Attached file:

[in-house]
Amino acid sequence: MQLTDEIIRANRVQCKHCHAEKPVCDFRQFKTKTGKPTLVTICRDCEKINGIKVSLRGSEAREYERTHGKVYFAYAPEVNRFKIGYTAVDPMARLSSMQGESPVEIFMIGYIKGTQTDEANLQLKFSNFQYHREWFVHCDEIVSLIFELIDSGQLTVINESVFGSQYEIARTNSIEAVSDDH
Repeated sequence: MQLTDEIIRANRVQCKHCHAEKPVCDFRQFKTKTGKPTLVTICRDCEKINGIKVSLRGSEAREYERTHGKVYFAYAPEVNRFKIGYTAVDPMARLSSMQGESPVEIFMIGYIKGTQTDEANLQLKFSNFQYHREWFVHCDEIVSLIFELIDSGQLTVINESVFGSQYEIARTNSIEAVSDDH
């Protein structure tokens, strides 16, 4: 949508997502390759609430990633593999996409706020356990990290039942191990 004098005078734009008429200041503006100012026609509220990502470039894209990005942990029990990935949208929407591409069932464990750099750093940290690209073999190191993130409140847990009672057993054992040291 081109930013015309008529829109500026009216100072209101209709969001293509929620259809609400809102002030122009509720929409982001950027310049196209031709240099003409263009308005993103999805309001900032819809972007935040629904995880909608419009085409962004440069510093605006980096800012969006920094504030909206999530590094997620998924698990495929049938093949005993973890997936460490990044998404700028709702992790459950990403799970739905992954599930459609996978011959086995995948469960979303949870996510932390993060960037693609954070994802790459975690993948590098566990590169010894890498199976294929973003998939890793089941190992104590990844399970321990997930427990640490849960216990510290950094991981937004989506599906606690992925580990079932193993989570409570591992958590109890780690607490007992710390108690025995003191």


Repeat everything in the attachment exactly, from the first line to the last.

[in-house]
Amino acid sequence: MQLTDEIIRANRVQCKHCHAEKPVCDFRQFKTKTGKPTLVTICRDCEKINGIKVSLRGSEAREYERTHGKVYFAYAPEVNRFKIGYTAVDPMARLSSMQGESPVEIFMIGYIKGTQTDEANLQLKFSNFQYHREWFVHCDEIVSLIFELIDSGQLTVINESVFGSQYEIARTNSIEAVSDDH
Repeated sequence: MQLTDEIIRANRVQCKHCHAEKPVCDFRQFKTKTGKPTLVTICRDCEKINGIKVSLRGSEAREYERTHGKVYFAYAPEVNRFKIGYTAVDPMARLSSMQGESPVEIFMIGYIKGTQTDEANLQLKFSNFQYHREWFVHCDEIVSLIFELIDSGQLTVINESVFGSQYEIARTNSIEAVSDDH
């Protein structure tokens, strides 16, 4: 949508997502390759609430990633593999996409706020356990990290039942191990 004098005078734009008429200041503006100012026609509220990502470039894209990005942990029990990935949208929407591409069932464990750099750093940290690209073999190191993130409140847990009672057993054992040291 081109930013015309008529829109500026009216100072209101209709969001293509929620259809609400809102002030122009509720929409982001950027310049196209031709240099003409263009308005993103999805309001900032819809972007935040629904995880909608419009085409962004440069510093605006980096800012969006920094504030909206999530590094997620998924698990495929049938093949005993973890997936460490990044998404700028709702992790459950990403799970739905992954599930459609996978011959086995995948469960979303949870996510932390993060960037693609954070994802790459975690993948590098566990590169010894890498199976294929973003998939890793089941190992104590990844399970321990997930427990640490849960216990510290950094991981937004989506599906606690992925580990079932193993989570409570591992958590109890780690607490007992710390108690025995003191």